Re: “Crossfire Christian.” Years ago I tried names like “Contrarian” and “Independent.” So for this post I borrowed from Epiphany ’23, the end of Christmas and “farewell Mi Dulce,” which referred back to ‘Mi Dulce’ – and Donald Trump – made me a Contrarian (or actually an Independent). Also, On Independence Day, 2016, and On Garry Wills and “What Jesus (REALLY) Meant.” (Which also addresses Jesus being above – not interested – in politics.) In 2022 I tried the term “Mystic Christian,” and published a book on that, On Mystic Christians: (You know, the REAL ones?) Before that I wrote the more confrontational No Such Thing as a Conservative Christian, in 2018, with the subtitle, and Other Such Musings on the Faith of the Bible.

On “crippled recruiting.” See articles like U.S. Church Membership Falls Below Majority for First Time, and Losing their religion: why US churches are on the decline.

Re: Jason Aldean song. The link is to Why is Jason Aldean’s ‘Try That in a Small Town’ so Controversial?” Subtitle: “The country star’s song has people divided over just what his message is.” Or Google “that small town jason aldean controversy.”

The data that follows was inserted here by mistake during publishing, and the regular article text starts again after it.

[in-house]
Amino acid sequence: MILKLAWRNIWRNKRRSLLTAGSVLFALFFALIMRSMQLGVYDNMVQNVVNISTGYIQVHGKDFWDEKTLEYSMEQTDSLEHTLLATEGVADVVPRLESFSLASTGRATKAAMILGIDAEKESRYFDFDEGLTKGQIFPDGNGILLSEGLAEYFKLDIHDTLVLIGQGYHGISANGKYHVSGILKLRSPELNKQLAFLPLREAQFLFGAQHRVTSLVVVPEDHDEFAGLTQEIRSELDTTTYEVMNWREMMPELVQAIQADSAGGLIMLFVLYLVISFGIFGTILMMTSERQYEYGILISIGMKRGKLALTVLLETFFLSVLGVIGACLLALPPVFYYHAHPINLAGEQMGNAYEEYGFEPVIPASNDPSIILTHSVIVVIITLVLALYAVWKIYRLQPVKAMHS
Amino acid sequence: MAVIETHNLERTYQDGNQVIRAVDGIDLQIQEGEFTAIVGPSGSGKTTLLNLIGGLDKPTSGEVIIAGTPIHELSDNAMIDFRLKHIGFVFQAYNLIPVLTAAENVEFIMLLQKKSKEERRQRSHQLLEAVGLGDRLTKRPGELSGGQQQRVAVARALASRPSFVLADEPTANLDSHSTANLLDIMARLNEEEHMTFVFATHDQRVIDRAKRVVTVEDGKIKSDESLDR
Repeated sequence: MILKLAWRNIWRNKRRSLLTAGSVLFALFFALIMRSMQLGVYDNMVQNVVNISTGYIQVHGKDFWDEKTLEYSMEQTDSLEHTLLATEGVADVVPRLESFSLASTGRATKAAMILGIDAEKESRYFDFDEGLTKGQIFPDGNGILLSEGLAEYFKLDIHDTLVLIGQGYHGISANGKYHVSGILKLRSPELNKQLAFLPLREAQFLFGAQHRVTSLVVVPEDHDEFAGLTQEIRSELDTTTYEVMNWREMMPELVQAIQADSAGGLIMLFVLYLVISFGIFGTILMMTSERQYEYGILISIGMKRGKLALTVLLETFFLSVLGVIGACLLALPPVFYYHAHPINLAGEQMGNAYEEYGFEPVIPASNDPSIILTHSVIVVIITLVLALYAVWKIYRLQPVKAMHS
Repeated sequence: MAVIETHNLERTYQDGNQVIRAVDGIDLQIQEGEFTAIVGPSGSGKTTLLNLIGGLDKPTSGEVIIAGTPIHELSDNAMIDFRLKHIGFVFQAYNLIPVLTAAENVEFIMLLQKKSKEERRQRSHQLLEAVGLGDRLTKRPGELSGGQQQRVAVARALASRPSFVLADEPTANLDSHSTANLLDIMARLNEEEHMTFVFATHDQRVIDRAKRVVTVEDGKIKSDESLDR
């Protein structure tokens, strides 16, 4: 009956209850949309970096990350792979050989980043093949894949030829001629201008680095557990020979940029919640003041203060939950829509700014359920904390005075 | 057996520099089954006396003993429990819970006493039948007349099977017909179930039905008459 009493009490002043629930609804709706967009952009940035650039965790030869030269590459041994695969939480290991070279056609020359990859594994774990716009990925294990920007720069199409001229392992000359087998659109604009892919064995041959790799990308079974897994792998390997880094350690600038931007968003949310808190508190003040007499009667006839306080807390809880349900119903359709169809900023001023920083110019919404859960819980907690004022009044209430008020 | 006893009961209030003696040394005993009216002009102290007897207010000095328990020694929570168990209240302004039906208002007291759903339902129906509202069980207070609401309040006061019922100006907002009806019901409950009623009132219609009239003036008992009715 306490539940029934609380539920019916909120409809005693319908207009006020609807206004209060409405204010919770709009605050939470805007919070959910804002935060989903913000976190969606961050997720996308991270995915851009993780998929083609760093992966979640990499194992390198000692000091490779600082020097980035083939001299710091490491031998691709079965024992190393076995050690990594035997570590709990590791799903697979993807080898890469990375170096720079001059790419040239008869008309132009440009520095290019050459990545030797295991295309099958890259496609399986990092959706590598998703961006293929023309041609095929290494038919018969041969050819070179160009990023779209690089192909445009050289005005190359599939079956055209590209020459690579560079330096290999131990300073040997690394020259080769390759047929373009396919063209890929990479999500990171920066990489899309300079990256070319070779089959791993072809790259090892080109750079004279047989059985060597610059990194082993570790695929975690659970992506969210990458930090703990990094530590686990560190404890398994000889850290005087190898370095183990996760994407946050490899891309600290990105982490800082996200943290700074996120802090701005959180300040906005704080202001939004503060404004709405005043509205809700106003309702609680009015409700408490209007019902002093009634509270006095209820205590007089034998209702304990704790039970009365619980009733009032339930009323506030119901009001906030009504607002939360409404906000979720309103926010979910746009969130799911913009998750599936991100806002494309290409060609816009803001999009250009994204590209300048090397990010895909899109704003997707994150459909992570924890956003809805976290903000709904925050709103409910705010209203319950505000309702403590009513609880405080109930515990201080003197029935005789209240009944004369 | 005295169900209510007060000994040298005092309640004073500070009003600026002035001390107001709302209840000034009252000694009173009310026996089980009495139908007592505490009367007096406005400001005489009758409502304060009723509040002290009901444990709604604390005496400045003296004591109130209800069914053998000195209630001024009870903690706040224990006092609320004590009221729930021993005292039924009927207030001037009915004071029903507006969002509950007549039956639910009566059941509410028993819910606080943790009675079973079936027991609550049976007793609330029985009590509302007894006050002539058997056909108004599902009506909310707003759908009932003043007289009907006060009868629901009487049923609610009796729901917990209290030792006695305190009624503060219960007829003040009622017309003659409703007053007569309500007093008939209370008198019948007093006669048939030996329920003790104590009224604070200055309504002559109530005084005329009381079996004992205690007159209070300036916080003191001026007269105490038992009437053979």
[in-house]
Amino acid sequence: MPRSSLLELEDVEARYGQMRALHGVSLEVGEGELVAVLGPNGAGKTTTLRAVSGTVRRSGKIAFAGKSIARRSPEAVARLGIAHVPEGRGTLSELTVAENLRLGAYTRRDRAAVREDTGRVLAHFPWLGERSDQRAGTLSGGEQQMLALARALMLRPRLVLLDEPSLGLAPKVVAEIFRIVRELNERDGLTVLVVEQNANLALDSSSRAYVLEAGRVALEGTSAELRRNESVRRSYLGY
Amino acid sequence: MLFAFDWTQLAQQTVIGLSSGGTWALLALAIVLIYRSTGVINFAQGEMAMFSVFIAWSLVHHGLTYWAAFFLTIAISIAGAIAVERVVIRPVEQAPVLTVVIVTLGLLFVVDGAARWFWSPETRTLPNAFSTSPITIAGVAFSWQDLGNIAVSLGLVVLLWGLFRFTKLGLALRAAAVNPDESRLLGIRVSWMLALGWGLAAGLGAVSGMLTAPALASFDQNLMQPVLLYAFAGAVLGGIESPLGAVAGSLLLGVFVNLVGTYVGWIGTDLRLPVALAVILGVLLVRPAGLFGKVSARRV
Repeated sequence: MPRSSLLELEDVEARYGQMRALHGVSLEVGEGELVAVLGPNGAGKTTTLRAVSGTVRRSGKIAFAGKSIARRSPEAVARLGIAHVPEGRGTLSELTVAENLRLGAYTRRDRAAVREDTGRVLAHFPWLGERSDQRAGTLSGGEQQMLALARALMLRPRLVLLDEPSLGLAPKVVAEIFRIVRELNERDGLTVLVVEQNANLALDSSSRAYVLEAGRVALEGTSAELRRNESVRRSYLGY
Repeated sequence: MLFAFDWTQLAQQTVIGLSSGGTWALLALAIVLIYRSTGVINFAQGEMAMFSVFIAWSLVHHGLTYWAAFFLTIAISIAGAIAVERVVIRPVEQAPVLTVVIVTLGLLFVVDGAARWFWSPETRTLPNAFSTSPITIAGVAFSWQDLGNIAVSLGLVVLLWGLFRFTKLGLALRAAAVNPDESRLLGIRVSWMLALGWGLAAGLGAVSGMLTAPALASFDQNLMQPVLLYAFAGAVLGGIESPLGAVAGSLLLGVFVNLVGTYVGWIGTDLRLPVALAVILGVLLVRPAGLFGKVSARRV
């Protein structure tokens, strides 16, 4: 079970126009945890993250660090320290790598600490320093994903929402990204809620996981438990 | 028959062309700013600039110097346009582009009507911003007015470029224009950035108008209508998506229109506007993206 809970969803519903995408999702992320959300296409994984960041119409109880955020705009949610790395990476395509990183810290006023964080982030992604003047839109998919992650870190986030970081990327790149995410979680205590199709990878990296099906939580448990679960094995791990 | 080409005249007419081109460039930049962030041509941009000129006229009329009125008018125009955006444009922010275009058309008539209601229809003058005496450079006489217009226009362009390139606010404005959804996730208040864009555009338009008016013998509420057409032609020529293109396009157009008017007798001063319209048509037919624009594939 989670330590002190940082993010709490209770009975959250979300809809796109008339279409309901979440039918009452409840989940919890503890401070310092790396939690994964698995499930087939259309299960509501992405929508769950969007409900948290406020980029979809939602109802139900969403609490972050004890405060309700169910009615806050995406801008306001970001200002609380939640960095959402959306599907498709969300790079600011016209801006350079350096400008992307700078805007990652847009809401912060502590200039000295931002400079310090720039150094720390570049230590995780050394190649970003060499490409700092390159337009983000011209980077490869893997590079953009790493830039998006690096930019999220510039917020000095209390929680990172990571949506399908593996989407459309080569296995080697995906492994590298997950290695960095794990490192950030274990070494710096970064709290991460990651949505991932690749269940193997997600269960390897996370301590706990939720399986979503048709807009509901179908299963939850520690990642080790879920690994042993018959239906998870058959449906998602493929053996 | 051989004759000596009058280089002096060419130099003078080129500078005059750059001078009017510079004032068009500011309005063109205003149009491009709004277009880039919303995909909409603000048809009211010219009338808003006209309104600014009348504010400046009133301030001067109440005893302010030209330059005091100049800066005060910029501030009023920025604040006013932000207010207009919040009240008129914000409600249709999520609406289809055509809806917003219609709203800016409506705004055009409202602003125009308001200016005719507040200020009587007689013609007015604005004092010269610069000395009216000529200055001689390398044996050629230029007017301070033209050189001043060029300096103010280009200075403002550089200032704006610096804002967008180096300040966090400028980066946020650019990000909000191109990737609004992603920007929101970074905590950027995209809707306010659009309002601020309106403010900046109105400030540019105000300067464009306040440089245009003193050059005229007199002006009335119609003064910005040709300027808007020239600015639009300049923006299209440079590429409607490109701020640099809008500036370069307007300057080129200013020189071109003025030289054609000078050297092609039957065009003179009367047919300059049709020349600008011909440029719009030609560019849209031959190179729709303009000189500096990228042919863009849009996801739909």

Re: Second Great Commandment. The first is to “Love the Lord your God with all your heart and with all your soul and with all your mind and with all your strength.”

On Nitpicking. According to Wikipedia, that’s “giving too much attention to unimportant detail.” From the “common act of manually removing nits (the eggs of lice” from another person’s hair:

As nitpicking inherently requires fastidious attention to detail, the term has become appropriated to describe the practice of meticulously searching for minor, even trivial errors… Nitpicking has been used to describe dishonest insurers and bullying employers, or even bullying family members.

On Change the World. The song first recorded by Wynona Judd, then Eric Clapton in 1996. It became a “perfect example of how music has the power to unite musicians of different genres, nations, and looks.” See Wikipedia for more.

Other posts on the subject include On the Transfiguration – 2020, which included the “metamorphosis” image, and noted the mountain setting of the Transfiguration presented “the point where human nature meets God: the meeting place for the temporal and the eternal, with Jesus himself as the connecting point.” See also On Saint James the Pilgrim – and “Transfiguration 2021.”

*   *   *   *